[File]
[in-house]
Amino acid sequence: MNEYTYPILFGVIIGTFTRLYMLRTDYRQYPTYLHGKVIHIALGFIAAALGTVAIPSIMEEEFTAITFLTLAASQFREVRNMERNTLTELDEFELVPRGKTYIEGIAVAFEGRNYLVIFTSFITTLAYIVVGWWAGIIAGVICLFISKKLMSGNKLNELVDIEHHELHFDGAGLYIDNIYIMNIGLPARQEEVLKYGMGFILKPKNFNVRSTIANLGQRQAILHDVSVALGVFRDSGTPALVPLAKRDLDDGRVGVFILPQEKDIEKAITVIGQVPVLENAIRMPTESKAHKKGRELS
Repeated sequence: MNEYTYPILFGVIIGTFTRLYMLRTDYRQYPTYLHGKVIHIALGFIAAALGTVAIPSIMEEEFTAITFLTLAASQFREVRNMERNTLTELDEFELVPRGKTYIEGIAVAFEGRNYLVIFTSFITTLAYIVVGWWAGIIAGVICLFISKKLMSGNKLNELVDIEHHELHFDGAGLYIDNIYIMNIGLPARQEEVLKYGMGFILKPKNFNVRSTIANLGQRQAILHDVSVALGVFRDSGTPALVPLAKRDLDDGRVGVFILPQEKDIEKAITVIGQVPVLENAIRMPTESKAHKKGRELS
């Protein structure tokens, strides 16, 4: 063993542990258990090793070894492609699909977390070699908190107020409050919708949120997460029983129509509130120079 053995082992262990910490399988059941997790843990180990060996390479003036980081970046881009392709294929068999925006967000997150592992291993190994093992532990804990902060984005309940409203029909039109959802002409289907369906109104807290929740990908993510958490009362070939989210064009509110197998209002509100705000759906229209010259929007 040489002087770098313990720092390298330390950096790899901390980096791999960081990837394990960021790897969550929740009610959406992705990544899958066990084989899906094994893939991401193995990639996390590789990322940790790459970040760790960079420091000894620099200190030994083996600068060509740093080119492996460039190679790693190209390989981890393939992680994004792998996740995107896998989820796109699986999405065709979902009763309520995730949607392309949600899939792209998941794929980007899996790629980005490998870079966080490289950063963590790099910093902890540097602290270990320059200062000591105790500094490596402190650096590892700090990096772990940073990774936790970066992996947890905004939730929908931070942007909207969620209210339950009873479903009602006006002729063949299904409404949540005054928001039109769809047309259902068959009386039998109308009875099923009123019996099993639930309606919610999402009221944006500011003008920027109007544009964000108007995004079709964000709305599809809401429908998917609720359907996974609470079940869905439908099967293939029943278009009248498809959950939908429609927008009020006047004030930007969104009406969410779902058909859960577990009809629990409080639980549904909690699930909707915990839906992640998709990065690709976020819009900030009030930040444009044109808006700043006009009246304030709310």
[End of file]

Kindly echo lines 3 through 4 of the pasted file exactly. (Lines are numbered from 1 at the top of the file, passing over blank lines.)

Repeated sequence: MNEYTYPILFGVIIGTFTRLYMLRTDYRQYPTYLHGKVIHIALGFIAAALGTVAIPSIMEEEFTAITFLTLAASQFREVRNMERNTLTELDEFELVPRGKTYIEGIAVAFEGRNYLVIFTSFITTLAYIVVGWWAGIIAGVICLFISKKLMSGNKLNELVDIEHHELHFDGAGLYIDNIYIMNIGLPARQEEVLKYGMGFILKPKNFNVRSTIANLGQRQAILHDVSVALGVFRDSGTPALVPLAKRDLDDGRVGVFILPQEKDIEKAITVIGQVPVLENAIRMPTESKAHKKGRELS
């Protein structure tokens, strides 16, 4: 063993542990258990090793070894492609699909977390070699908190107020409050919708949120997460029983129509509130120079 053995082992262990910490399988059941997790843990180990060996390479003036980081970046881009392709294929068999925006967000997150592992291993190994093992532990804990902060984005309940409203029909039109959802002409289907369906109104807290929740990908993510958490009362070939989210064009509110197998209002509100705000759906229209010259929007 040489002087770098313990720092390298330390950096790899901390980096791999960081990837394990960021790897969550929740009610959406992705990544899958066990084989899906094994893939991401193995990639996390590789990322940790790459970040760790960079420091000894620099200190030994083996600068060509740093080119492996460039190679790693190209390989981890393939992680994004792998996740995107896998989820796109699986999405065709979902009763309520995730949607392309949600899939792209998941794929980007899996790629980005490998870079966080490289950063963590790099910093902890540097602290270990320059200062000591105790500094490596402190650096590892700090990096772990940073990774936790970066992996947890905004939730929908931070942007909207969620209210339950009873479903009602006006002729063949299904409404949540005054928001039109769809047309259902068959009386039998109308009875099923009123019996099993639930309606919610999402009221944006500011003008920027109007544009964000108007995004079709964000709305599809809401429908998917609720359907996974609470079940869905439908099967293939029943278009009248498809959950939908429609927008009020006047004030930007969104009406969410779902058909859960577990009809629990409080639980549904909690699930909707915990839906992640998709990065690709976020819009900030009030930040444009044109808006700043006009009246304030709310």